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How to Take Care of Your New Kitten (8 Must-Know Tips)

Bringing home an adorable new bundle of fluff is a seriously exciting time. But if you’ve never owned a cat before, it can also feel like a huge responsibility. Check out our eight must-know tips for how to take care of your kitten and make sure they grow up as strong and happy as possible.

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1. Stock up on supplies

tabby maine coon kitten standing on cat furniture platform_Nils Jacobi_shutterstock
Image Credit: Nils Jacobi, Shutterstock

Kittens might be small, but they need plenty of stuff! It makes sense to get the basics before your kitten arrives. That way, you know that you’re covered for a few weeks at least. If your kitten ends up needing new equipment or toys after that, you’re not going to feel rushed into buying them. Before you bring your kitten home, we recommend investing in:

  • Food and water bowls
  • Collar
  • ID tags
  • Harness and leash
  • Cat carrier
  • Cat beds
  • Grooming tools
  • Scratching post
  • Toys

2. Make sure you have enough kitten food

kitten eating_Elizabett_Shutterstock
Image Credit: Elizabett, Shutterstock

Most kittens will travel to their new homes when they’re 8 to 12 weeks old, at which point, they’ve been fully weaned onto solid food. If you can, it’s a good idea to find out what food the breeder or shelter that you’re getting your kitten from uses. Maintaining the same diet can help minimize the chances of your kitten developing an upset tummy as they move to their new home.

Always choose a brand that’s been approved by the Association of American Food Control Officials for the growth and development stage of a cat’s life. That means the food contains all the nutrients, vitamins, and minerals that your kitten needs to thrive.

If you do decide to switch foods, make the transition to the new food slowly over the course of at least 1 week. Start adding just a spoonful of the new brand to the existing food, and gradually increase the amount until you’re feeding just the new brand.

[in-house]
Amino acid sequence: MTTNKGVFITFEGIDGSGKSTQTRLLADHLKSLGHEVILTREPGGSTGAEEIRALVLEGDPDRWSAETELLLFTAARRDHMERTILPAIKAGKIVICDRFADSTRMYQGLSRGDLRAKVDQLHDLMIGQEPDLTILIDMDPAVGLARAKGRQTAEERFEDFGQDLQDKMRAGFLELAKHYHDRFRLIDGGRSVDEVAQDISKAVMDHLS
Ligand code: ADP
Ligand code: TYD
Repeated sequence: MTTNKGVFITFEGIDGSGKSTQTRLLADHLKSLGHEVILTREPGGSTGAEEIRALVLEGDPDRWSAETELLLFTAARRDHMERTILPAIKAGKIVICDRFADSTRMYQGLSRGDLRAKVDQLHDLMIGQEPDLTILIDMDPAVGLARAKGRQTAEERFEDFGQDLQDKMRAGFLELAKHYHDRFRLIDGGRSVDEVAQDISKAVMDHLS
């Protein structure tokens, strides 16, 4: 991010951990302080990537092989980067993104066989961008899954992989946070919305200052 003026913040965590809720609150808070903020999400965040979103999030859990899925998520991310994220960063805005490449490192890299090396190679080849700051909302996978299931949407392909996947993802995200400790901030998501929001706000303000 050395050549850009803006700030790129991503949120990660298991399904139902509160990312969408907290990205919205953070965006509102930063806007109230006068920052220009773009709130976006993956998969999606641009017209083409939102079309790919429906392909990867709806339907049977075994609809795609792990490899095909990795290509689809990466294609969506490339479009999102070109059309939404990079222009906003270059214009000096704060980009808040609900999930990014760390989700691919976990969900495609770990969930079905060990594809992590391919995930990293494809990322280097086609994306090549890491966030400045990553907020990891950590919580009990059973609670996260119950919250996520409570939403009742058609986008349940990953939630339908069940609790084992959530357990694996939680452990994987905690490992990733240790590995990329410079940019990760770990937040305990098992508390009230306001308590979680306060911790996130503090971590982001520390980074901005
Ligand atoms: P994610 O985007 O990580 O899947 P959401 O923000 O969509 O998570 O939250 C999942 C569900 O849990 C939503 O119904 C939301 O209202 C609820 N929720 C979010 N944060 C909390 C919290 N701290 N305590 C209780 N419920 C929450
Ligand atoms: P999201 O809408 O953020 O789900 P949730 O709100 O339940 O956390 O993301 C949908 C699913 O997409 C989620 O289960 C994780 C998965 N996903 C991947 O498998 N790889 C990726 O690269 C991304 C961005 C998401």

Kittens up to 6 months old should be fed four times per day. You may decide to free-feed a dry kibble that your kitten can snack on in between meals of wet food. By 7 months old, you can reduce meals to two times per day. By 1 year old, you can transition your kitten to an adult cat food.


3. Train your kitten to use the litter box

gray kitten sitting in litter box_Andrey Khusnutdinov_shutterstock
Image Credit: Andrey Khusnutdinov, Shutterstock

Most kittens learn how to use their litter box with minimal fuss. As they’re getting used to their new home, expect them to have a few accidents. If your kitten is taking a little time to adjust, make sure you place a few litter boxes around the house, so they’re never far from one if they need to go. Heap plenty of praise on your kitten in the form of verbal praise and treats when you see them using their litter box properly.


4. Give your kitten time to adjust

Image Credit: Pixabay

Moving away from their mother cat and siblings can be a huge adjustment for your kitten. If they’re moving to a new home with a sibling, then the adjustment can be a little easier, as the kittens will rely on each other for support and comfort. If you’re bringing home a solo kitten, then be prepared for them to need more attention and comfort from you.